D-Day with beach umbrellas in the distance? Troops ordering ice cream? American and German forces celebrating Christmas together in the barracks? This could only be the curious world of 20th-century war reenactors. A relatively recent and rapidly expanding phenomenon, reenactments in the United States of World War I, World War II, the Korean War, and the Vietnam War now draw more than 8,000 participants a year. Mostly men, these reenactors celebrate, remember, and re-create the tiniest details of the Battle of the Bulge in the Maryland Woods, D-Day on a beach in Virginia, and WWI trench warfare in Pennsylvania.
Jenny Thompson draws on seven years of fieldwork, personal interviews, and surveys to look into this growing subculture. She looks at how the reenactors' near obsession with owning “authentic” military clothing, guns, paraphernalia, and vehicles often explodes into heated debates. War Games sheds light on the ways people actually make use of history in their daily lives and looks intensely into the meaning of war itself and how wars have become the heart of American history. The author's photographs provide incredible evidence of how “real” these battles can become.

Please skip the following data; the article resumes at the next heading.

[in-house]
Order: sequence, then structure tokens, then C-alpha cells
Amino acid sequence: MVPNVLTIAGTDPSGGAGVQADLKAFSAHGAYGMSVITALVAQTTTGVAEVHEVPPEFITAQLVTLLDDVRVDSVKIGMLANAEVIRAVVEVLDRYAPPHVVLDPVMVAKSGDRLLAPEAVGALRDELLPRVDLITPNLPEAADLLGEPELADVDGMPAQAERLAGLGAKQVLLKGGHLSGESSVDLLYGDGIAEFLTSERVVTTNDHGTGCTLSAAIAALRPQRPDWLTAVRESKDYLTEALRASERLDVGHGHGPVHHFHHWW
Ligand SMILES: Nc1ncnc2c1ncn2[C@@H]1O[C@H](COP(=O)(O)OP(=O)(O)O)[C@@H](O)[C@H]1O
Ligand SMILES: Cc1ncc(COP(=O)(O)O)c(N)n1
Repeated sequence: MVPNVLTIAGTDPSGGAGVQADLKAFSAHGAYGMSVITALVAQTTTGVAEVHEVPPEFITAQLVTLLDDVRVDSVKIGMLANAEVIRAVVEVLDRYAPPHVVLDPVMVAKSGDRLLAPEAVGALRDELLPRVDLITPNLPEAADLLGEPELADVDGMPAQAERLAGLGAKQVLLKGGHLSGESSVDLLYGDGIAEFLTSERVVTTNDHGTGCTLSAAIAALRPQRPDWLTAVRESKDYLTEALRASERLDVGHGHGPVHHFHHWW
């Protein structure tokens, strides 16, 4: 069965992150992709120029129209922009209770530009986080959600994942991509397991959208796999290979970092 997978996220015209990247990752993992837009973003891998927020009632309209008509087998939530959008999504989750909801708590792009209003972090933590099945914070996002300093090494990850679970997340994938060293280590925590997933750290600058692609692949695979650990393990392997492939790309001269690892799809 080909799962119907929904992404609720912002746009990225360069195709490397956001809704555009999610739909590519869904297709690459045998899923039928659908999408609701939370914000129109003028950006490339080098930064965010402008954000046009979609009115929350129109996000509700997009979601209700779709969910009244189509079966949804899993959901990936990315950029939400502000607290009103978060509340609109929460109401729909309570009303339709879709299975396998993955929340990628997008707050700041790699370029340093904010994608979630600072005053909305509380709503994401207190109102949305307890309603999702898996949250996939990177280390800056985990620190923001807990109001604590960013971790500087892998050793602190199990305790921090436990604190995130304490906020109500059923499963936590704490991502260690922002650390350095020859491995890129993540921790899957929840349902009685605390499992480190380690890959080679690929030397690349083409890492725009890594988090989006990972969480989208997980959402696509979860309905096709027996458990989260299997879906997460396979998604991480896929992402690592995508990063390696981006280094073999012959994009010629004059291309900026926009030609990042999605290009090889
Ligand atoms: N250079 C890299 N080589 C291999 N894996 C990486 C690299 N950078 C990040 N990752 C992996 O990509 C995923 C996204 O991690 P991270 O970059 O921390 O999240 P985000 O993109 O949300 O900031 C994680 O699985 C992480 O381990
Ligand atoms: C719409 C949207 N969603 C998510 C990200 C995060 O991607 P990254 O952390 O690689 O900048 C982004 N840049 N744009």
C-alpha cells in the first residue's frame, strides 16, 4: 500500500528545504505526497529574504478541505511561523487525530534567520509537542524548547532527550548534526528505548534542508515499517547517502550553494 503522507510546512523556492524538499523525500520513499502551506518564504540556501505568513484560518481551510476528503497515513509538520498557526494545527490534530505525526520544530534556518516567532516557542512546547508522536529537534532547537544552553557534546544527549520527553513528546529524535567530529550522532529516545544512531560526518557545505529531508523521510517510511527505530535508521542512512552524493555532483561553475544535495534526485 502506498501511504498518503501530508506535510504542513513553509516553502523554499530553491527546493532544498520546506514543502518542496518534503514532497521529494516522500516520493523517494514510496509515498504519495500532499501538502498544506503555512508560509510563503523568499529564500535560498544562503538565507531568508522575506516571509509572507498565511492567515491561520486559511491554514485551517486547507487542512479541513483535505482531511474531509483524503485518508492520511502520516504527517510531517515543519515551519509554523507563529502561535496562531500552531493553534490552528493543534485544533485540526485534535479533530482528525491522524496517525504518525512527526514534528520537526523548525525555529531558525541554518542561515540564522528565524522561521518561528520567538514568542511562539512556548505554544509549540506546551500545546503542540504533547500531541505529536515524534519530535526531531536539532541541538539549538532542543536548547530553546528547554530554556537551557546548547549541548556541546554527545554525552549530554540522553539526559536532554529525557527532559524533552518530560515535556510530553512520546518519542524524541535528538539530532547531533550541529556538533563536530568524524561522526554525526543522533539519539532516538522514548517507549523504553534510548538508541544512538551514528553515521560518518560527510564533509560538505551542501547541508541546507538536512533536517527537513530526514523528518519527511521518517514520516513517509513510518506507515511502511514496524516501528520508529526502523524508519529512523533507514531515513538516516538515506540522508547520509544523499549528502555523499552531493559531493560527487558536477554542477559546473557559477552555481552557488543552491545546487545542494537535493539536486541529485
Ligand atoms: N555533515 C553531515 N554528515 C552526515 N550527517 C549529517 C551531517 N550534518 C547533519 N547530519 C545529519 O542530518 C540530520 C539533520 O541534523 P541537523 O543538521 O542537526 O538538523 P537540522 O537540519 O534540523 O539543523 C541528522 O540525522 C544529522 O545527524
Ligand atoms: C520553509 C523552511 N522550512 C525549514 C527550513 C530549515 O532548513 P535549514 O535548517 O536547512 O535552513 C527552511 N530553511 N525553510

The patriotic pageantry of the Civil War is one thing, but who would want to reenact the bloody stalemate of trench warfare on the Western Front? Actually, a lot of people. There are at least 8,000 would-be warriors intent on honoring the sacrifice--and, above all, the look--of the unsung soldiers of modern conflicts, be they Americans, British, Russians, Vietnamese or Germans. Historian Thompson surveyed hundreds of reenactors, observed their public living history displays and did her part by attending private reenactments, posing variously as a Red Cross driver, a war correspondent and a Soviet infantrywoman. By day participants march, attack, fire blanks and commit atrocities (reenactors seem to delight in being captured and summarily executed and having their corpses looted), the dead returning to life after a few minutes to rejoin the fray. By night they feast, drink, tell war stories and dirty jokes, and generally bask in campsite and barracks room camaraderie. Most of all, they critique the period authenticity of the tiniest details of other reenactors' uniforms, accessories, haircut, lingo and body type. What do these weekend Valhallas mean? Not terribly acutely, Thompson figures it's all about her subjects' conflicted feelings about war and masculinity, the ownership of history and"the failure of modern society to provide social relationships on a human scale." Or maybe the martial atmosphere just gives men license to indulge their feminine side by obsessing over appearance and excluding others for their fashion faux pas. Anyway, it's a subculture hell-bent on making a spectacle of itself, so there's plenty of surface entertainment in Thompson's engaging and sympathetic study. Photos.